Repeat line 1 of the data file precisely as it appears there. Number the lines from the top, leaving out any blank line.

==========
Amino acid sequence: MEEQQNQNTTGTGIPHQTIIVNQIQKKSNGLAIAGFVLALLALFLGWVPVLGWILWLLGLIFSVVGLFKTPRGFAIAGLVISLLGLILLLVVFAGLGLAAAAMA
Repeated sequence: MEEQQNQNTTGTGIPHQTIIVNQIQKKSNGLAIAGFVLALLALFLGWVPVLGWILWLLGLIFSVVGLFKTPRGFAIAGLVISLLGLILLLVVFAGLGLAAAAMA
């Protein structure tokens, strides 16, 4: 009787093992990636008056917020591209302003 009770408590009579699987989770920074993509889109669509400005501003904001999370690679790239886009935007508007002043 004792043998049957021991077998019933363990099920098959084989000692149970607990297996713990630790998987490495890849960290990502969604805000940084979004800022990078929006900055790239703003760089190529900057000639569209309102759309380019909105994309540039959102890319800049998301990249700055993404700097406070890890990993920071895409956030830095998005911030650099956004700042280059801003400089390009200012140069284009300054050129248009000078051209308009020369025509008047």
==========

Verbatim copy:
Amino acid sequence: MEEQQNQNTTGTGIPHQTIIVNQIQKKSNGLAIAGFVLALLALFLGWVPVLGWILWLLGLIFSVVGLFKTPRGFAIAGLVISLLGLILLLVVFAGLGLAAAAMA